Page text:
It’s Spring Break and we’re on a staycation. Kealoha has to work and the kids’ biodad is off in Sedona with his wife. Their step-siblings are off on a cruise with their dad and their friends have been whisked away by very wealthy parents to Disney World, California, Italy, and I’m pretty sure someone is flying in a private jet to an island somewhere. (This is what happens when your kids go to East Grand Rapids.) I told my kids if they want an island, build one out of Legos and take a bath. I’ve been trying to do fun things with the kids to pass the time. First, I gave them a ball of cheese and said that they could watch the mold grow on it. It would be hours of entertainment! HOURS! My daughter glared at me, popped the cheese ball in her mouth and made that idea disappear.
Plan two. We took them to the Van Andel Museum to see the dinosaur and Lego exhibits. We leaned back in the planetarium and learned about constellations from a very sweet and energetic college-aged student.
Yesterday, I decided to take them to a hotel for the night. I figured if they fell asleep in the car, I’d tell them we were really in Florida. Alas, they didn’t fall asleep during the ten-minute drive, so I lost out on that. We got to the hotel, they put on their suits and spent the next four hours in the pool while I read The Maze Runner.
Kids seem to lack any sort of fear with other people. They see another kid, they walk up to them and start playing. They don’t even bother with names. They just move right on to insta-play. One of the kids swam over to me. Here is what she said while wearing goggles and bobbing in the water:
“That’s my sister over there. She’s being a real you-know-what and all pretending she doesn’t know me.”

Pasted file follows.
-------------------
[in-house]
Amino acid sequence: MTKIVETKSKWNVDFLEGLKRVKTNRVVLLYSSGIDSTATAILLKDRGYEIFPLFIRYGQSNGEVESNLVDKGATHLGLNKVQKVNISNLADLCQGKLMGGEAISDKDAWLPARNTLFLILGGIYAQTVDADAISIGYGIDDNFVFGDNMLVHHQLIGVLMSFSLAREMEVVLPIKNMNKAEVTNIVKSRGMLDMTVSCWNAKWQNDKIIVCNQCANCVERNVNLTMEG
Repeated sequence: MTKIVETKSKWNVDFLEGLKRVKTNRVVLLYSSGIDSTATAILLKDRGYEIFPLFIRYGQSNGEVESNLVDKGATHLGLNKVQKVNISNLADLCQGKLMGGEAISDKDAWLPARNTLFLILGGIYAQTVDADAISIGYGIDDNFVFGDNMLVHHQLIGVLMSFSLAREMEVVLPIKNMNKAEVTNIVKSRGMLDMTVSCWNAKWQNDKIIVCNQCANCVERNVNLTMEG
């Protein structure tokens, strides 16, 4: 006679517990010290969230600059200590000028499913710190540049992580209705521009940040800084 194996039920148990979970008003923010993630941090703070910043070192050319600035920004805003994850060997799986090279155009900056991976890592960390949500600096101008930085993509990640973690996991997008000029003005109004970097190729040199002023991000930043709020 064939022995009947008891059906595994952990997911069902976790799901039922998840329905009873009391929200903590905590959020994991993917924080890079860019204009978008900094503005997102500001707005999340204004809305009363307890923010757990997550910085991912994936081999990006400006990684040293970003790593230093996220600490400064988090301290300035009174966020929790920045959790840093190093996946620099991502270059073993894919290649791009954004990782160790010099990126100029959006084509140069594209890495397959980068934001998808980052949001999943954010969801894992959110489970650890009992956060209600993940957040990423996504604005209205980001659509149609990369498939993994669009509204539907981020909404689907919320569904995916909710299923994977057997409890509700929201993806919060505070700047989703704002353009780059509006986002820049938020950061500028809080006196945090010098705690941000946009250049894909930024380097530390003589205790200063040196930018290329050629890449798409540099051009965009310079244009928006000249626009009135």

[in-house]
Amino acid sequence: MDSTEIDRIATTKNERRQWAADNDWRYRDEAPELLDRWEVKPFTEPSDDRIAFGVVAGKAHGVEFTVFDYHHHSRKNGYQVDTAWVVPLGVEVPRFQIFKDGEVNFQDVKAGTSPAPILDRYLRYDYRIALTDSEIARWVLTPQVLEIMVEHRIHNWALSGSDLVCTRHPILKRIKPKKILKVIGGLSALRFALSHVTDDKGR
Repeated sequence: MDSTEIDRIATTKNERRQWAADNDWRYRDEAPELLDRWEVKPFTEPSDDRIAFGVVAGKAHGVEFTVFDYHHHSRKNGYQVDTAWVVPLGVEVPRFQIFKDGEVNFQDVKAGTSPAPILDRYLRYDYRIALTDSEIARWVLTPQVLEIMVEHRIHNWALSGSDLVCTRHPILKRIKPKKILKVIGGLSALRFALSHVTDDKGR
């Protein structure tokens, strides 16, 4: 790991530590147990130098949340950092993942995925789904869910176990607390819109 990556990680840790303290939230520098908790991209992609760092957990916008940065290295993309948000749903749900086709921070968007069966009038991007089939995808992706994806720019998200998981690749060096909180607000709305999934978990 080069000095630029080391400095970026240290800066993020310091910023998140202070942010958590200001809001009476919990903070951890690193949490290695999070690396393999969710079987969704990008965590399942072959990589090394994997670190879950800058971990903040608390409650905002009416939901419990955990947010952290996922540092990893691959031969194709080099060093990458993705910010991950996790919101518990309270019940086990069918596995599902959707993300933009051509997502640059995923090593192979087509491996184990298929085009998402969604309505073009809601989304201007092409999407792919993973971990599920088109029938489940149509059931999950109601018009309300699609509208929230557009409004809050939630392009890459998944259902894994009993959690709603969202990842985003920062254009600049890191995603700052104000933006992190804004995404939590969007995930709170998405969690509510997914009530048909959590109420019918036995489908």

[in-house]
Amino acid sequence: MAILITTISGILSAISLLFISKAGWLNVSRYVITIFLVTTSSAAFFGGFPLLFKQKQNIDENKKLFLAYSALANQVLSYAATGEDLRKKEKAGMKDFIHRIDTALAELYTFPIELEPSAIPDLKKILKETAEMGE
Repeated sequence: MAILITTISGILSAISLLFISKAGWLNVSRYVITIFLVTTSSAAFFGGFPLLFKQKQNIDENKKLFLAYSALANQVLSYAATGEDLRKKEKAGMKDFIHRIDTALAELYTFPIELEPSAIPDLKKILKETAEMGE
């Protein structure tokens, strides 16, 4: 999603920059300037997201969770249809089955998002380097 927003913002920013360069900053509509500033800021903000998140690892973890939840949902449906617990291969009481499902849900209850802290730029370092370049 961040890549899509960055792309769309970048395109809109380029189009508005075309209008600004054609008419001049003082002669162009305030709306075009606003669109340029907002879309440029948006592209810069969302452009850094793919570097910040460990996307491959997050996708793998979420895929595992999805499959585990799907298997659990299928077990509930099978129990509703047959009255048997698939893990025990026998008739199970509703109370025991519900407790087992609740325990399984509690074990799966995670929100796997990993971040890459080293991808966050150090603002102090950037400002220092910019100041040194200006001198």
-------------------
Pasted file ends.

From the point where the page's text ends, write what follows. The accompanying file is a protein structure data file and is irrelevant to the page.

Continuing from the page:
“She’s talking to those boys?” I asked.
“Well, that’s why. When they’re gone, you’ll be friends again.”
“I’m twelve and she’s seventeen.”
“That’s a big age difference. It’ll get better as you get older. You’ll probably like each other when you’re in your twenties.” (The girl seemed to need some comfort. I was trying.)
The girl continued: “We’re five years apart. My mom didn’t even know I was going to happen until she went to get her tubes tied and the doctor said that he wouldn’t do it because there was a baby in there and it was too late so she had to have me.”
I blinked a couple of times. Wiped the sweat from my brow. “Uhh…well…I guess that makes you pretty lucky then. To have, uhm, made…it…here.”
Luckily the kids started fighting then and I could go intervene.
That night, Kealoha joined us for dinner and we went for Mexican food. On the way back to the hotel we stopped at a comic book store, where my son Franz immediately fell in love with a stuffed sperm. He thought it was hilarious. “I can have my very own pet sperm!” he cried, squeezing Spermy close to his heart.
Kealoha said: “Kid, you’ve already got plenty of pet sperm.”
Actually, I’m not sure he said that, but I sorta wish he did.
We compromised and Franz chose a friendly stuffed red blood cell.
Kealoha had to go home (work and all) and I shuffled with the kids back to the hotel for another two-hour swim. At night we snuggled in to watch TV. All we could find was Family Guy. I remember watching that and finding it really funny, so I gave them the thumbs up.
It ended up being an episode where the dad wins a golf excursion with OJ Simpson. I couldn’t stop the episode because, well, it was awfully funny, the kids were laughing, and I was just too tired to worry about if this was an appropriate thing to watch. There was a line where they called a woman a stupid beaver and I gasped. Then the camera panned to show an actual beaver who was very offended being called stupid. We all laughed and then high-fived.
Today it’s Meijer Gardens, walking outside, and me telling the kids to use their imagination or they’ll send me to the crazy house. I’m not quite sure if this staycation is a Parenting WIN but maybe it’s a Parenting GOOD-ENOUGH.
I’m okay with that.